The judge in the John A. "Junior" Gotti (search) racketeering case declared a mistrial on the most serious charges Tuesday and said she would likely grant bail to the jailed scion of the Gambino organized crime family.

After eight days of deliberations, jurors said they were hopelessly deadlocked on all but one count. They acquitted Gotti, 41, of conspiracy to commit securities fraud. That verdict will stand if there is a retrial.

After eight days of deliberations, the jury said it could agree on only one count, and acquitted Gotti of conspiracy to commit securities fraud. That verdict will stand if there is a retrial in the case.

U.S. District Judge Shira Scheindlin (search) declared a mistrial on the remaining counts, which included an allegation that Gotti plotted the kidnapping of Curtis Sliwa (search), the founder of the Guardian Angels (search) crime-fighting group.

Prosecutors told the judge that they would seek to retry Gotti, the son of the late mob boss John Gotti (search).

Defense attorneys asked that Gotti be released on bail. Scheindlin said she was likely to grant the request, drawing applause from Gotti's supporters.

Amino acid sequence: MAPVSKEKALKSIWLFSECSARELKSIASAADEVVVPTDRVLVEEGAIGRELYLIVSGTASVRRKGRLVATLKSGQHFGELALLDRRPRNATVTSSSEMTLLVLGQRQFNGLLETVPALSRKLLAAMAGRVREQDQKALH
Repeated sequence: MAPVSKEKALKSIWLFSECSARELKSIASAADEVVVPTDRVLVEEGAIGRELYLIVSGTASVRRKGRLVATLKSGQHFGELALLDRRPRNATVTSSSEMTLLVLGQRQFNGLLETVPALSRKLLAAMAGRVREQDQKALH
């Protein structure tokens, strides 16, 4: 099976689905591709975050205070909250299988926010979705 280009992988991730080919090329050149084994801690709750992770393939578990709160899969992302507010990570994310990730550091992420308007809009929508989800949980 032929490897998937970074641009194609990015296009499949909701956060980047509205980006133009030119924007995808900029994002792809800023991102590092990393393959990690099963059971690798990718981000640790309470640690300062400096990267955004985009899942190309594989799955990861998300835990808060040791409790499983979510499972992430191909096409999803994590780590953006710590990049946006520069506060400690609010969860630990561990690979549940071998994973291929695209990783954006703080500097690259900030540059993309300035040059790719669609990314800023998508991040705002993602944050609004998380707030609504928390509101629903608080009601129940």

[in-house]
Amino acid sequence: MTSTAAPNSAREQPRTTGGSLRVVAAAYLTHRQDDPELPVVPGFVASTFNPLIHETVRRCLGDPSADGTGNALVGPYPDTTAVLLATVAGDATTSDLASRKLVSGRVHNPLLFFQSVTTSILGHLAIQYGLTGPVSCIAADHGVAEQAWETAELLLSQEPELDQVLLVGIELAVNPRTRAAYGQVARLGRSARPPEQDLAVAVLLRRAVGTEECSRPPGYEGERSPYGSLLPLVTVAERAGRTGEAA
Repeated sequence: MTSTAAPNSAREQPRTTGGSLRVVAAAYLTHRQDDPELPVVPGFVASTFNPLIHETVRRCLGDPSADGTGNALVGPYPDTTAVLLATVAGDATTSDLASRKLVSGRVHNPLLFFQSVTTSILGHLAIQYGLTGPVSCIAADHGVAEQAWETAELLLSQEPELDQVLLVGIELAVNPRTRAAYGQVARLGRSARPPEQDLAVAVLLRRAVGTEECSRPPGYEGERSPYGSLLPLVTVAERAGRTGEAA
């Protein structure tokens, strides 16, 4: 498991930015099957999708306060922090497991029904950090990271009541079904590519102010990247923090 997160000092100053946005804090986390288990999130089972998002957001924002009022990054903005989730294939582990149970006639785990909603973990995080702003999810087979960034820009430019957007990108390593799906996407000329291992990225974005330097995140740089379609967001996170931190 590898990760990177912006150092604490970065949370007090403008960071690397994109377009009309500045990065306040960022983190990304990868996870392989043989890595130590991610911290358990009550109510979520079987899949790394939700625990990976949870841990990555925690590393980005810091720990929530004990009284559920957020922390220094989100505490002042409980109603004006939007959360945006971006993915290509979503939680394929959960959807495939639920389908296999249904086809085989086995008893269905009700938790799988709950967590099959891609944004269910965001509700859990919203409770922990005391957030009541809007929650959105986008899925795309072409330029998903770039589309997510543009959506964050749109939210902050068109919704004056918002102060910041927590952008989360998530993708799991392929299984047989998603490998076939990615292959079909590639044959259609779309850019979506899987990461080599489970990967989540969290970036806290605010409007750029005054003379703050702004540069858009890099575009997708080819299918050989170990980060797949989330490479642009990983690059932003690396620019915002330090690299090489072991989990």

"I think the man is entitled to bail," Scheindlin said, adding that she would likely restrict his movements when he is set free. "After five years, the time has come."

Gotti smiled in the courtroom after it was announced the trial had ended. He hugged one of his co-defendants and his lawyers.

"This case, what's left of it, is a limping wreck," said his lawyer, Jeffrey Lichtman, predicting that Gotti would be free on bail within days.

"John is very pleased. He's going to be home very shortly with his children, which is all he's talked about for the last year."

The jury did not reach a decision in one of the most serious racketeering allegations against Gotti, an allegation that he ordered his Gambino crew to give Sliwa, a WABC radio host, a severe beating in retaliation for his on-air rants against his father.

A masked hit man shot Sliwa during a struggle in a taxi. Sliwa survived, and he testified last month, as did admitted mobsters who pleaded guilty and became government cooperators.

The defense told jurors that Gotti had nothing to do with the Sliwa attack and said he retired from the Gambinos following an unrelated racketeering conviction in 1999. Prosecutors dismissed the claim, saying Gotti used his name to rise in the crime organization and gave orders and collected kickbacks beyond 1999.

Gotti faced a sentence of up to 30 years in prison if convicted of multiple racketeering charges. His father was sentenced to life in prison in 1992 and died there 10 years later.